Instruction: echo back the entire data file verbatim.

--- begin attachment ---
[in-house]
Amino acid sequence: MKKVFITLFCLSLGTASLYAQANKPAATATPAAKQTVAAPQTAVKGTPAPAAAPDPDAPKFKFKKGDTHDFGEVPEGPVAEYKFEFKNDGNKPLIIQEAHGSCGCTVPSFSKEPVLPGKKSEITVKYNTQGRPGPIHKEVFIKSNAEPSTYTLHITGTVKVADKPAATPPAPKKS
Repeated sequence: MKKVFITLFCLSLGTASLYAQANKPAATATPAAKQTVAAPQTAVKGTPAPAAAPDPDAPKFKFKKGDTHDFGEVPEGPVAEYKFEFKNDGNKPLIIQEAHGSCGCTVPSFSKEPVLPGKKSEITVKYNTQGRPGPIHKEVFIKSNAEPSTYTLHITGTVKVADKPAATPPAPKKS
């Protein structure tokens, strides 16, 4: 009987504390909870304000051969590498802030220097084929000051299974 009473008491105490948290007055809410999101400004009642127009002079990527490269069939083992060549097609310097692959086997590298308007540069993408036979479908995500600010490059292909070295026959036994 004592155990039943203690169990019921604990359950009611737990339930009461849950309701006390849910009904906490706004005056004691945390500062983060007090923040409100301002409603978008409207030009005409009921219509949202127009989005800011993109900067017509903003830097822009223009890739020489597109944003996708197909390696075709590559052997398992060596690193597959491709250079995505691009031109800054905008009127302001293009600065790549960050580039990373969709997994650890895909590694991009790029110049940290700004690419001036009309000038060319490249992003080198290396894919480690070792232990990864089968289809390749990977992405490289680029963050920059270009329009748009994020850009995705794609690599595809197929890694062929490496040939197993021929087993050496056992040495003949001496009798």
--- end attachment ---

[in-house]
Amino acid sequence: MKKVFITLFCLSLGTASLYAQANKPAATATPAAKQTVAAPQTAVKGTPAPAAAPDPDAPKFKFKKGDTHDFGEVPEGPVAEYKFEFKNDGNKPLIIQEAHGSCGCTVPSFSKEPVLPGKKSEITVKYNTQGRPGPIHKEVFIKSNAEPSTYTLHITGTVKVADKPAATPPAPKKS
Repeated sequence: MKKVFITLFCLSLGTASLYAQANKPAATATPAAKQTVAAPQTAVKGTPAPAAAPDPDAPKFKFKKGDTHDFGEVPEGPVAEYKFEFKNDGNKPLIIQEAHGSCGCTVPSFSKEPVLPGKKSEITVKYNTQGRPGPIHKEVFIKSNAEPSTYTLHITGTVKVADKPAATPPAPKKS
């Protein structure tokens, strides 16, 4: 009987504390909870304000051969590498802030220097084929000051299974 009473008491105490948290007055809410999101400004009642127009002079990527490269069939083992060549097609310097692959086997590298308007540069993408036979479908995500600010490059292909070295026959036994 004592155990039943203690169990019921604990359950009611737990339930009461849950309701006390849910009904906490706004005056004691945390500062983060007090923040409100301002409603978008409207030009005409009921219509949202127009989005800011993109900067017509903003830097822009223009890739020489597109944003996708197909390696075709590559052997398992060596690193597959491709250079995505691009031109800054905008009127302001293009600065790549960050580039990373969709997994650890895909590694991009790029110049940290700004690419001036009309000038060319490249992003080198290396894919480690070792232990990864089968289809390749990977992405490289680029963050920059270009329009748009994020850009995705794609690599595809197929890694062929490496040939197993021929087993050496056992040495003949001496009798």